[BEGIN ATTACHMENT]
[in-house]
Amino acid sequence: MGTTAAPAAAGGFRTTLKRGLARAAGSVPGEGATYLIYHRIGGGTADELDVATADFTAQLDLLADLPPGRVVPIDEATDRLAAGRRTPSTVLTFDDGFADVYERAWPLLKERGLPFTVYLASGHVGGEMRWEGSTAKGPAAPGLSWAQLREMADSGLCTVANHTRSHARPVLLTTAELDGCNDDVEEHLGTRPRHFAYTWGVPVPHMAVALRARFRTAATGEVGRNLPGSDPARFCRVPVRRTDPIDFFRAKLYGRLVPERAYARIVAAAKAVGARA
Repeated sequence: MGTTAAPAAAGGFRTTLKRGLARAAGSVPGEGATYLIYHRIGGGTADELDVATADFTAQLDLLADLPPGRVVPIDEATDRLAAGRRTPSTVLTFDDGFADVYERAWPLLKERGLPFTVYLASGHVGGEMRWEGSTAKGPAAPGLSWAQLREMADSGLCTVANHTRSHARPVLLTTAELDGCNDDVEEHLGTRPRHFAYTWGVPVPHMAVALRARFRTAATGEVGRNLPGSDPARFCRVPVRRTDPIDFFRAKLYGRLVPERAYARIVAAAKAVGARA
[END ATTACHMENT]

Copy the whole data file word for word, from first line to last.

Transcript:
[in-house]
Amino acid sequence: MGTTAAPAAAGGFRTTLKRGLARAAGSVPGEGATYLIYHRIGGGTADELDVATADFTAQLDLLADLPPGRVVPIDEATDRLAAGRRTPSTVLTFDDGFADVYERAWPLLKERGLPFTVYLASGHVGGEMRWEGSTAKGPAAPGLSWAQLREMADSGLCTVANHTRSHARPVLLTTAELDGCNDDVEEHLGTRPRHFAYTWGVPVPHMAVALRARFRTAATGEVGRNLPGSDPARFCRVPVRRTDPIDFFRAKLYGRLVPERAYARIVAAAKAVGARA
Repeated sequence: MGTTAAPAAAGGFRTTLKRGLARAAGSVPGEGATYLIYHRIGGGTADELDVATADFTAQLDLLADLPPGRVVPIDEATDRLAAGRRTPSTVLTFDDGFADVYERAWPLLKERGLPFTVYLASGHVGGEMRWEGSTAKGPAAPGLSWAQLREMADSGLCTVANHTRSHARPVLLTTAELDGCNDDVEEHLGTRPRHFAYTWGVPVPHMAVALRARFRTAATGEVGRNLPGSDPARFCRVPVRRTDPIDFFRAKLYGRLVPERAYARIVAAAKAVGARA